‘The Land Down II’



It was the third of November 1969, and I guess you could say that’s when it all started.  On that day, my until then, fiancé and I were married in Crammond Kirk, a small seventeenth century chapel on the outskirts of Edinburgh.  After the reception in a hotel on the cold windswept banks of the river Forth we set off on the first leg of our journey to the land down under.

Yes, we were ten quid (£10.00) Aussies.  Under an assisted passage scheme subsidized by the Australian government we were treated to a six week cruise to Oz, from South Hampton via Las Palmas, Cape Town, Durban, Perth, Melbourne, and finally Sydney. 

How many grooms can boast a world cruise to consummate their union?  And boy was that some cruise.  Amid a fanfare of tickertape and a brass band our ship the ‘M.V. Fairsky slowly slipped away from the dockside and headed out into the English Channel. And about five hundred hopeful immigrants set out on a journey that would transport them half way around the world.

Although well below the waterline, way down in the bowels of the ship, my new bride and I at least had a cabin to ourselves.  Hardly wide enough to swing a cat, and with two skinny bunks, one above the other, was to be our home and love nest for the next six weeks.  I hasten to add that for the greater part of the voyage, only one bunk would sustain our full patronage.  It is amazing the discomfort one can sustain while in the full passion of youth.  And the closer we became to the tropics, the hotter and hotter it became. Other honeymoon couples aboard were not so fortunate and were separated into same gender shared cabins.  Necessity is the mother of invention, and in this case the many lifeboats would become their lifesavers so to speak.

There were on board full fair paying passengers, returning Aussies for the most part and to them my sympathies were extended.  Not only did they have to suffer the discontent of the moaning pommies, myself and new wife not included, for I have never considered Scots to be pommies.  But they were treated no different than the ten quid Aussies.  It’s not that our treatment was bad, more substandard would be a better way of describing it.  The food for example, although varied and edible was not what one would expect from a normal cruise ship.  Unless, of course, numerous bouts of dysentery can be conscreued as normal.  Having to queue in line to use the ablutions in the tropics cannot be considered a pleasant experience, particularly in heavy seas.  Now this may have been a cunning dastardly, cost saving plan by the ship owners, for at one point the entire ships complement was restricted to a diet of dry toast and boiled rice.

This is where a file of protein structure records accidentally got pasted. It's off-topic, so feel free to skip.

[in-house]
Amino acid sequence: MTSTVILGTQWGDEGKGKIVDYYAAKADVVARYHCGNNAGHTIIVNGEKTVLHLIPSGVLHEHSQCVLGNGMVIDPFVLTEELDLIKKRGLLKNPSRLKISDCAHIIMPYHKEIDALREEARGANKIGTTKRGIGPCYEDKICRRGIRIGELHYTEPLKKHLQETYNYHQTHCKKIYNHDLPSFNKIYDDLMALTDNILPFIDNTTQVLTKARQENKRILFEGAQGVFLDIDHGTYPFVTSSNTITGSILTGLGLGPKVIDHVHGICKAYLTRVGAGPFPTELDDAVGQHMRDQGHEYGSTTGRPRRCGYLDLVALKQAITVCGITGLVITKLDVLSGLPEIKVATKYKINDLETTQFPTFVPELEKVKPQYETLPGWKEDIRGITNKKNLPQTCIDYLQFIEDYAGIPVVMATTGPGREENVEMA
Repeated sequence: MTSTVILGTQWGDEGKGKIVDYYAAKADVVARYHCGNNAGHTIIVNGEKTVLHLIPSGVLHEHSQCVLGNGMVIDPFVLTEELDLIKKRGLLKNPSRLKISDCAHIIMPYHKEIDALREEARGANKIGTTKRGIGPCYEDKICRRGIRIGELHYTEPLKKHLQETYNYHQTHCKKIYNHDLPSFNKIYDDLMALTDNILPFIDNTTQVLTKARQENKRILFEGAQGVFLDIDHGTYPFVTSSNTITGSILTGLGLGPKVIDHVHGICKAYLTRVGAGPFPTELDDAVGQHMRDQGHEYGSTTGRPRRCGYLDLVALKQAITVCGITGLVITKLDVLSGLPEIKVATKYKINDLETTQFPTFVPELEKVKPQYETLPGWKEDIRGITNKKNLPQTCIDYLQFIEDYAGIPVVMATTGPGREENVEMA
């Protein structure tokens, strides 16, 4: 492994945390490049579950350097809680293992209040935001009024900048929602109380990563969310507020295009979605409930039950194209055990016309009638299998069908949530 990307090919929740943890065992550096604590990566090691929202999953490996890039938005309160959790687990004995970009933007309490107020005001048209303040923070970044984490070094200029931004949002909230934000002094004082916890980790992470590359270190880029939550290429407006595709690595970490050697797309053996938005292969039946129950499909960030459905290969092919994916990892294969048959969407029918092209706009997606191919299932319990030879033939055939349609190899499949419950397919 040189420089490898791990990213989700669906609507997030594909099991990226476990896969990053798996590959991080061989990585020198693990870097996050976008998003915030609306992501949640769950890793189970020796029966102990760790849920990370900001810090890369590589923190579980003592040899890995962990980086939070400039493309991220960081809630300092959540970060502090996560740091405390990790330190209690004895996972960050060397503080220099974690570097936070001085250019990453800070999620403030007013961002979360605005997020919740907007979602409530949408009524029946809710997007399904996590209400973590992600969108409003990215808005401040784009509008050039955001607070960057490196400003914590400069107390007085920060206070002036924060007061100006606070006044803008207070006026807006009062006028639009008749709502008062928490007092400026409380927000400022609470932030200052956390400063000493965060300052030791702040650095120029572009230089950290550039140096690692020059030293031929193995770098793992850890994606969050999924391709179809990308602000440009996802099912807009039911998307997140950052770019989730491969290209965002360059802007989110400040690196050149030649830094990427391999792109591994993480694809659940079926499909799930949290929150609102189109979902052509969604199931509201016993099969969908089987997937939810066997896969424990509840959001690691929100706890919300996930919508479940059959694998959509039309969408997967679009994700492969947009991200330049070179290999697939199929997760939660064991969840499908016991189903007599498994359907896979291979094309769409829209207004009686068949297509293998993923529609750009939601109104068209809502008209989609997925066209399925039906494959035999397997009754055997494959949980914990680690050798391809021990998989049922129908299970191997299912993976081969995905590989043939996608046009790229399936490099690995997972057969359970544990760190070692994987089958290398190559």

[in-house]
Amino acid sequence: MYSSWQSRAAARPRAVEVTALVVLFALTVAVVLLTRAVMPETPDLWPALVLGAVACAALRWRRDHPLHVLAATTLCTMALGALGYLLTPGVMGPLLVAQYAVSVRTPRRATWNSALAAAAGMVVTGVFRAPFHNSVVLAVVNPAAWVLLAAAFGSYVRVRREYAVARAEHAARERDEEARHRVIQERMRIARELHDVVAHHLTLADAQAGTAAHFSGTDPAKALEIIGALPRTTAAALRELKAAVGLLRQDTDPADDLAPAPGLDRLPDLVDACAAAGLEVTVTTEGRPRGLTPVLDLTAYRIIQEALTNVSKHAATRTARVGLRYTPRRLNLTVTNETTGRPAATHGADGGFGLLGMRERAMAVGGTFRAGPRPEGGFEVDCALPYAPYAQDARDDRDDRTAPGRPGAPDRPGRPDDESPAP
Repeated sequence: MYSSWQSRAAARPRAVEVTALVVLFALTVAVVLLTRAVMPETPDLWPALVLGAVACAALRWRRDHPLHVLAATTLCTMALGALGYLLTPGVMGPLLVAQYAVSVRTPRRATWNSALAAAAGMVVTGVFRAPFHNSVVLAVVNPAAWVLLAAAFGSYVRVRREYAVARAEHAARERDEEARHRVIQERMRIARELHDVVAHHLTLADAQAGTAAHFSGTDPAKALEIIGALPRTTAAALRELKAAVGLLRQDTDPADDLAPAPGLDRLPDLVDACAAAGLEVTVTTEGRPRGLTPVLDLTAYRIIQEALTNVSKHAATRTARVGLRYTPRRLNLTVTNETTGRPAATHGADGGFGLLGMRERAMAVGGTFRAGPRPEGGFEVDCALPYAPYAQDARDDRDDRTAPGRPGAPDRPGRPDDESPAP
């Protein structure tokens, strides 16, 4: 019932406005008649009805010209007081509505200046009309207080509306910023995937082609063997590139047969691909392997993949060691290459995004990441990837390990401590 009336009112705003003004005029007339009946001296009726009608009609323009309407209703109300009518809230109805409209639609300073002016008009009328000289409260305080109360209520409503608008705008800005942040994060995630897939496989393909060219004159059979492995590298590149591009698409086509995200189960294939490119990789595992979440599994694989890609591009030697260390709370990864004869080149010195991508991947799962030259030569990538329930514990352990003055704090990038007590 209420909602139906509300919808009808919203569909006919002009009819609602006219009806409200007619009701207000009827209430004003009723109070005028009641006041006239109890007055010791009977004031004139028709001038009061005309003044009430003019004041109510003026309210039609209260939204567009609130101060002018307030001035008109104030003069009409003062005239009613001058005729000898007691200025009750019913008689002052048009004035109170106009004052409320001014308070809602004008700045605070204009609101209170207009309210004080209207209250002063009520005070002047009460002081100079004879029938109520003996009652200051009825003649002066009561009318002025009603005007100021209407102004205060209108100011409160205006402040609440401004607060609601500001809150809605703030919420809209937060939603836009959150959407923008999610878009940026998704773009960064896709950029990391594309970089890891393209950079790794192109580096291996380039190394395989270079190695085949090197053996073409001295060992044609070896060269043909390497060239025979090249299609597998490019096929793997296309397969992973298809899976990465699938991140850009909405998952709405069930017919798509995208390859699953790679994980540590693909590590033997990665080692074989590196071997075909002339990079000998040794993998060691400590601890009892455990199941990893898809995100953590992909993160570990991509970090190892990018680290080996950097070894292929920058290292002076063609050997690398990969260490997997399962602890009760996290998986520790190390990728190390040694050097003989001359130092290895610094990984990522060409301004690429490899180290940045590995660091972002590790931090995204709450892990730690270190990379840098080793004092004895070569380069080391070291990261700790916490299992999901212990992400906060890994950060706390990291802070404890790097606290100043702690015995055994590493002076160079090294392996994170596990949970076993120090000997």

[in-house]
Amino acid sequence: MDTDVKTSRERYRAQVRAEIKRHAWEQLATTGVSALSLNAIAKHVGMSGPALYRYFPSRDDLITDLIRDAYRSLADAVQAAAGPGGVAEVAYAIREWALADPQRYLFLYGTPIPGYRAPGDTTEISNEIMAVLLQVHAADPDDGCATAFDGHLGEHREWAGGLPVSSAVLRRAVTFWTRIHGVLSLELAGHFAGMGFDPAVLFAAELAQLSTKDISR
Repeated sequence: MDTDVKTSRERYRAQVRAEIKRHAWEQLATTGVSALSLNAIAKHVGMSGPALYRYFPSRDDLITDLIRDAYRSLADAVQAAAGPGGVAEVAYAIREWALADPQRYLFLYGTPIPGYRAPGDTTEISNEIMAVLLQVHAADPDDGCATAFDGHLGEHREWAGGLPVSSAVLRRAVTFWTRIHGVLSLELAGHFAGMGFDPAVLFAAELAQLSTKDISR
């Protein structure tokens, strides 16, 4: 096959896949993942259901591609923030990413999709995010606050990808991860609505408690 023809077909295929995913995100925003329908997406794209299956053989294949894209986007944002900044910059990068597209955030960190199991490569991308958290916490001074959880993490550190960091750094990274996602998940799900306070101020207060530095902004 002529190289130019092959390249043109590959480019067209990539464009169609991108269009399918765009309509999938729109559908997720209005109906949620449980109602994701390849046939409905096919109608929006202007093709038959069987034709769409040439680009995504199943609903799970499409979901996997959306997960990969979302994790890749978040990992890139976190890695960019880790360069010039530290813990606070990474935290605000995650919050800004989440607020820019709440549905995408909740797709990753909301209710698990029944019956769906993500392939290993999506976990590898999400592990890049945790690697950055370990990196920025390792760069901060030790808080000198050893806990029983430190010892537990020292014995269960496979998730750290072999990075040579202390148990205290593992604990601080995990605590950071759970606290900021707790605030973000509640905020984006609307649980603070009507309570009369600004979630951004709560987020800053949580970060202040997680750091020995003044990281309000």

During the long tropical days if not sunbathing or propping up the bar, which is where most of the Aussies could be found day or night, activities were generally centered around the theater lounge.  Here you could partake in a game of bingo, or old time dancing, a game of whist, or simply while away the hours until the lights were dimmed and the nightly disco burst into life.  Yes, there was a cinema on board, a tiny claustrophobic cabin that was more than over crowded with an audience of less than thirty viewers.  As I remember they never changed the movie for the entire six weeks.  ‘Robbery On The High Seas,’ or some such title, not really worth mentioning, but for the storyline.  Frank Sinatra starred in an unlikely tale; the captain of an old world war two submarine, and his cunning plan to hijack a modern cruse liner.  I think his plan would have dramatically backfired had he popped up alongside our ship of near penniless immigrants.